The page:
“Not sure. I'm still on the fence.”

English Lesson: Not sure. I'm still on the fence.

You told your neighbor that you might buy a fishing boat. He asks if you've decided yet. You answer that you haven't decided.

Not sure. I'm still on the fence.

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(someone) is on the fence

When someone is supposed to choose between two things, but hasn't made a choice yet, you can describe them as "on the fence". Imagine that the two choices are areas that are separated by a fence, and someone is sitting on top of the fence between them.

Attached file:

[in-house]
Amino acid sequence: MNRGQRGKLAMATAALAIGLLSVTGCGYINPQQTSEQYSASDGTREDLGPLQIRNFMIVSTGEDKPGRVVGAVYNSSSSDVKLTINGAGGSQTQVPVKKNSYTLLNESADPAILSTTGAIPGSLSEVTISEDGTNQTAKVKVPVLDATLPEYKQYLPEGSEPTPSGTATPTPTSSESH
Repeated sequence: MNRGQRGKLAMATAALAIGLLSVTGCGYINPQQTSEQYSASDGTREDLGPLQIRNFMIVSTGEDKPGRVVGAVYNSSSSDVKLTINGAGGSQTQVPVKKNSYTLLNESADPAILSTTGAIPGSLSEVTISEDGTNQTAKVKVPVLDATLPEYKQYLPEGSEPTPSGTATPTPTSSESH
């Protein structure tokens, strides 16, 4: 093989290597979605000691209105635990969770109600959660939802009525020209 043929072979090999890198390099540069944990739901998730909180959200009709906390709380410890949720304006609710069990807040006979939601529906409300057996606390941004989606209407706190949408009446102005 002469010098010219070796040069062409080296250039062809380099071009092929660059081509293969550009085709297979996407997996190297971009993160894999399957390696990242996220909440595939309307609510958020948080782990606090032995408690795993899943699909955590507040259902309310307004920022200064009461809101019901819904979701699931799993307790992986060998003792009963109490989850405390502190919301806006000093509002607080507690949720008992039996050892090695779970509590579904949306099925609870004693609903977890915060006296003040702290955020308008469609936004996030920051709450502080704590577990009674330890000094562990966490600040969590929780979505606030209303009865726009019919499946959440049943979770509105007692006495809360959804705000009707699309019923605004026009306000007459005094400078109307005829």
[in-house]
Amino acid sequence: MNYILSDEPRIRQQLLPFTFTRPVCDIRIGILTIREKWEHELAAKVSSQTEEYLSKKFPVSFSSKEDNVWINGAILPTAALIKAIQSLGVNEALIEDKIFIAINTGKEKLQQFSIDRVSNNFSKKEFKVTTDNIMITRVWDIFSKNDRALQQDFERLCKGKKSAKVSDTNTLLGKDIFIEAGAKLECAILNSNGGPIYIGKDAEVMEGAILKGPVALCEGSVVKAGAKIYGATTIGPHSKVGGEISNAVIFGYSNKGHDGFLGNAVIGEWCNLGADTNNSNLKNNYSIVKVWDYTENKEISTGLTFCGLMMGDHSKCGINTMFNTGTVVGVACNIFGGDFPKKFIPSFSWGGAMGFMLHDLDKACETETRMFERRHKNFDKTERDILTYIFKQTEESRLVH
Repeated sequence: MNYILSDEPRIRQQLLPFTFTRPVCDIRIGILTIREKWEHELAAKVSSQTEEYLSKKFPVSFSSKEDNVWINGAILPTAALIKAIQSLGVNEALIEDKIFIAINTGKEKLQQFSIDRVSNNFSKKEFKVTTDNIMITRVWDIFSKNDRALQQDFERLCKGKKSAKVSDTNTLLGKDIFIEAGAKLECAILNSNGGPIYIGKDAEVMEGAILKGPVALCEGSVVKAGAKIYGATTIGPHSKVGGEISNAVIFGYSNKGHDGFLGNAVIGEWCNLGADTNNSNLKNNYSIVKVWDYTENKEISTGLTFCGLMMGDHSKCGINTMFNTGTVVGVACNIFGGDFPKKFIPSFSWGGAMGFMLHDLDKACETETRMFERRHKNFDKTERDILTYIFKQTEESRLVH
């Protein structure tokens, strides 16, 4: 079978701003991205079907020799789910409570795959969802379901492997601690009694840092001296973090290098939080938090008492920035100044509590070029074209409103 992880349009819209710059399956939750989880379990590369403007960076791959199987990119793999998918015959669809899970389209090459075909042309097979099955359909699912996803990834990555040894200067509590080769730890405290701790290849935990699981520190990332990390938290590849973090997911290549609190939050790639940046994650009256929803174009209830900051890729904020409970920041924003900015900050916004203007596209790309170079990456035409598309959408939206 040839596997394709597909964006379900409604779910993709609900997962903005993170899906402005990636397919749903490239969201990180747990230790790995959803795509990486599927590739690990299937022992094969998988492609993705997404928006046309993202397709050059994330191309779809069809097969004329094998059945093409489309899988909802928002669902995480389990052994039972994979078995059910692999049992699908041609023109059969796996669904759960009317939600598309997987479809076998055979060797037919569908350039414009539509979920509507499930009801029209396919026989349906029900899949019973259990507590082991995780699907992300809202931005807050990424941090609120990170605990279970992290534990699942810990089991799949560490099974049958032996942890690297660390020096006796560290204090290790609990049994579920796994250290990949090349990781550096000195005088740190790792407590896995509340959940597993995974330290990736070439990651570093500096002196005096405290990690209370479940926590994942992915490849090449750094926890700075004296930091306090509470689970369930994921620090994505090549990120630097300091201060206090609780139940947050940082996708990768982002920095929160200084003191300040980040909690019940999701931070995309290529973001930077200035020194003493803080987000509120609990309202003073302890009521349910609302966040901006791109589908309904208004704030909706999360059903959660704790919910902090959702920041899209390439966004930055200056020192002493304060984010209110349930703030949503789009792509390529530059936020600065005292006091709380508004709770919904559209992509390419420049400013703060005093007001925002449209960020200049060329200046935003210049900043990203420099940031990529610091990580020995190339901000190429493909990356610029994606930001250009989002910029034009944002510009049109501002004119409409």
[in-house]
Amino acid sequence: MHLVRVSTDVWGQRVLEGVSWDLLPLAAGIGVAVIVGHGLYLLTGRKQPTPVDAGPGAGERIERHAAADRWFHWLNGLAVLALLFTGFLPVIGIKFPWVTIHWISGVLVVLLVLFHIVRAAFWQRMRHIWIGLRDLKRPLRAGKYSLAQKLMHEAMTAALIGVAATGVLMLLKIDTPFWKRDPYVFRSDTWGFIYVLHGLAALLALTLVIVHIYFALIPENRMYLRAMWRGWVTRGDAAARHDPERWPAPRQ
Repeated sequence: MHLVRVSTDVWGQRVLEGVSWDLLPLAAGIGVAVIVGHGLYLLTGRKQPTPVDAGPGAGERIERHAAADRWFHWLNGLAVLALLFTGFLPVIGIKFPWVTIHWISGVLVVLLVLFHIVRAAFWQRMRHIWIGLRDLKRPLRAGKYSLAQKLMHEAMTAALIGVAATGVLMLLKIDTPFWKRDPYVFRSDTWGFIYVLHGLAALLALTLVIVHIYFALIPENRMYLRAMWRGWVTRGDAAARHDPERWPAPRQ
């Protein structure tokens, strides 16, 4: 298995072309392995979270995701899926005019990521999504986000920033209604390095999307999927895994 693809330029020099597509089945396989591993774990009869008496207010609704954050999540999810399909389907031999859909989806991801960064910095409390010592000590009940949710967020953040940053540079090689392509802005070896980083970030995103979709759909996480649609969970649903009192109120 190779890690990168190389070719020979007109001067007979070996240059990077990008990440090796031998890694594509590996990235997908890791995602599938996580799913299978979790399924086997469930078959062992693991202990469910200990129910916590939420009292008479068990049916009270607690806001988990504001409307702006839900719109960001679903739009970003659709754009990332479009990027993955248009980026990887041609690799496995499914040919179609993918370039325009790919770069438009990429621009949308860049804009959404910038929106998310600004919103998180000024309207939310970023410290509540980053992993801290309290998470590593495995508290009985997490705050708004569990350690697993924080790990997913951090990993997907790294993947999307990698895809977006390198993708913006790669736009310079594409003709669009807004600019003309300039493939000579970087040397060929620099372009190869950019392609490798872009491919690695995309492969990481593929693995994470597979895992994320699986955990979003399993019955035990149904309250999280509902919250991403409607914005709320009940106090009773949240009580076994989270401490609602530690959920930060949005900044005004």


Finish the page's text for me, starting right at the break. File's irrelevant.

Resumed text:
You can be "on the fence" about a life decision, such as where to go to college:

She's still on the fence between Duke and Yale.

Or you can use "on the fence" to talk about someone's opinions on important issues such as politics or religion:

A: How do you feel about the war?

B: You know, I'm kind of on the fence.

 The phrase "on the fence" doesn't really carry a positive or negative association, but some people don't like it when people are "on the fence" on important issues. They feel that people should clearly choose a side and stick with it. Other people think that it's important to understand both sides of an issue.

Not sure.

When someone asks you a question, but you don't know the answer, you can say:

Not sure.

This is short for "I'm not sure."